Curriculum Structure

First Pre-Professional Year, Fall Semester

Course Number Title Credit
BIO 101/101L Introductory Biology and Lab 4.0
CHE101/101L General Chemistry and Lab 4.0
MAT 125 (a) Calculus I 4.0
ENG 111 English Communication 3.0
Total Credit   15.0

a. MAT 126 Calculus II is required if taking PHY101/101L and PHY102/102L General Physic I/II & lab. These three courses are required for the DYC BS in biology degree and represent the only difference between a traditional BIO BS track and the pre-pharmacy entrance requirements. 

First Pre-Professional Year, Spring Semester

Course Number Title Credit
BIO 102/102L Introductory Biology and Lab 4.0
CHE 102/102L General Chemistry and Lab 4.0
ENG 112 English Communication 3.0
HIS 203 (b) American Economic and Social History to 1865 3.0
Total Credit   14.0

b. Can be substituted with HIS 204 American Economic and Social History Since 1865 or HIS 111 Growth of Western Culture.

Second Pre-Professional Year, Fall Semester

Course Number Title Credit
CHE219/219L Organic Chemistry I and Lab 4.0
PHY101/101L (c) General Physics and Lab 4.0
MAT 123 (d) Introduction to Applied Statistics 4.0
BIO 208/208L Microbiology and lab 4.0
PSY 101 (e) General Psychology 3.0
Total Credit   19.0

c. Can be substituted with PHY111/111L Introduction to Physics and Lab; meets and exceeds physics requirement.
d. Can be substituted by MAT 404 Mathematical Statistics; meets and exceeds statistics requirement.
e. Can be substituted with SOC 101 Principles of Sociology or SOC 102 Social Problems.

Second Pre-Professional Year, Spring Semester

Course Number Title Credit
CHE220/220L Organic Chemistry II and Lab 4.0
PHY 112/112L (f) Introduction to Physics and Lab 4.0
SPE 201 Public Speaking 3.0
ECO 201/ 202 Principles of Economics Macro or Micro 3.0
  Humanity Elective (g) 3.0
Total Credit   17.0

f. Can be substituted with PHY102/102L General Physics and lab.
g. Recommended: PHI 201 Ethics in Theory and Action or PHI 214 Challenges of Death or RS 201 Religion and Social Responsibility or PHI 312 Bioethics.

Introductory Biology (BIO 101/101L)
The lecture topics included are origins of life, prebiotic chemistry, surveys of the major plant, invertebrate and vertebrate phyla. The course also includes evolutionary principles governing taxonomic criteria and the physiology of movement of food and water in plants. A lab accompanies the above lecture.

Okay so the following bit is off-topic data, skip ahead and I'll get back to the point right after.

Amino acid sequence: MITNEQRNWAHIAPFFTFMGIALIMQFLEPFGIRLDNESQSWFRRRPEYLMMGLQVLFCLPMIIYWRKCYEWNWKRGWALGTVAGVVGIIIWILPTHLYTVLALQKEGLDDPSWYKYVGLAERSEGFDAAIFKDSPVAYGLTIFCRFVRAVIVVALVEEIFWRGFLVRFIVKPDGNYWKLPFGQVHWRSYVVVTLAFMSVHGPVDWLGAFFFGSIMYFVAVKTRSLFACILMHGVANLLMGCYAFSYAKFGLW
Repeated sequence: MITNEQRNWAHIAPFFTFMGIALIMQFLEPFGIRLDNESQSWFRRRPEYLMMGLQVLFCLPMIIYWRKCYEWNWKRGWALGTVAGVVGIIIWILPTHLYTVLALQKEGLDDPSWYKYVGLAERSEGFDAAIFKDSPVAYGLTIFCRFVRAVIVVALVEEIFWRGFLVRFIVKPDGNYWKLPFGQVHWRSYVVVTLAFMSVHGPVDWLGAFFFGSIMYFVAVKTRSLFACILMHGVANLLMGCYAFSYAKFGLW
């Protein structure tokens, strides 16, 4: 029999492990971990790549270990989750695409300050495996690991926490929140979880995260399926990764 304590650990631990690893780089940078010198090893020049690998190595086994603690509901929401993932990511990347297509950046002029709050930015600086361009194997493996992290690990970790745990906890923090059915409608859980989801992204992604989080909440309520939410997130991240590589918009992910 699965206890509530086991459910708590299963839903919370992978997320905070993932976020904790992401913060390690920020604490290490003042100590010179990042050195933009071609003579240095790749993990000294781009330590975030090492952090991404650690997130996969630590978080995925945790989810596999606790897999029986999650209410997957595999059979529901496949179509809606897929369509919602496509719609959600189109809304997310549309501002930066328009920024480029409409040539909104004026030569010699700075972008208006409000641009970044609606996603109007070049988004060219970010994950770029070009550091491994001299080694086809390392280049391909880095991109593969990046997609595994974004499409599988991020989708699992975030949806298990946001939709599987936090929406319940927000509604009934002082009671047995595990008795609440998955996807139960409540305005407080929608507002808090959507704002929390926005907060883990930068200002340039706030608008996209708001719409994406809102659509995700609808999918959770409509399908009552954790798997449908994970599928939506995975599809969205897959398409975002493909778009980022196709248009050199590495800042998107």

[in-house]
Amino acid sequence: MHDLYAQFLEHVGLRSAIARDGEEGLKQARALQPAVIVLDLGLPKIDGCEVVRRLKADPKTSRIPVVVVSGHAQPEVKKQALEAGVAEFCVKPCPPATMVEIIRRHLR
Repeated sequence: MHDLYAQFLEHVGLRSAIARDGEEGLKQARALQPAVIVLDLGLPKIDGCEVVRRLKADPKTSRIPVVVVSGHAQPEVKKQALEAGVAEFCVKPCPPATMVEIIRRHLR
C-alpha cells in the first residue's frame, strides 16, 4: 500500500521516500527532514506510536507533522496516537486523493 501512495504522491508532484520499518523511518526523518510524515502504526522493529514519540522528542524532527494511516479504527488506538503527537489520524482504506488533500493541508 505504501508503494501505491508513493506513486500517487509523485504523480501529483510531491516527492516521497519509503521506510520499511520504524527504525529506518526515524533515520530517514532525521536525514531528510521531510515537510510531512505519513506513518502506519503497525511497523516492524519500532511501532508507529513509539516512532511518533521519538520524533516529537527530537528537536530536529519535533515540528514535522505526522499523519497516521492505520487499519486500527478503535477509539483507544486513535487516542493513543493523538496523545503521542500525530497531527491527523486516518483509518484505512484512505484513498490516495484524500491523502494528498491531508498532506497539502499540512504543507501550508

General Chemistry (CHE101/101L)
This introduction to fundamental chemical principles includes topics such as atomic structure, bonding and properties of gases, liquids, solids and solutions. The course consists of three hours of laboratory a week.

Calculus I (MAT 125)
Basic theory of functions, limits, continuity, derivatives and integrals are taught. Some emphasis is placed on the structure of the real number system.

English Communication (ENG 111)
This basic freshman English course includes theory and practice in writing, the development of skills in interpreting literature and practice in oral presentations.

Introductory Biology (BIO 102/102L)
The lecture topics include a survey of the cell, its chemical constituents and its organelles, energy metabolism and photosynthesis. A lab accompanies the above lecture.

General Chemistry (CHE 102/102L)
This course is a continuation of Chemistry 101. Topics include chemical equilibria, kinetics and oxidation-reduction systems.

Calculus II (MAT 126)
This course explores the basic techniques for integration as well as elementary transcendental functions and the applications of differential and integral calculus.

English Communication (ENG 112)
This basic freshman English course includes theory and practice in writing, the development of skills in interpreting literature and practice in oral presentations.

American Economic and Social History to 1865 (HIS 203)
This is a course that examines the economic, social and cultural events that shaped American history from colonial times to 1865. Attention is given to race relations and problems of minority groups.

American Economic and Social History Since 1865 (HIS 204)
This is a course that examines the economic, social and cultural events that shaped American history from 1865 times to present. Attention is given to race relations and problems of minority groups.

Growth of Western Culture (HIS 111)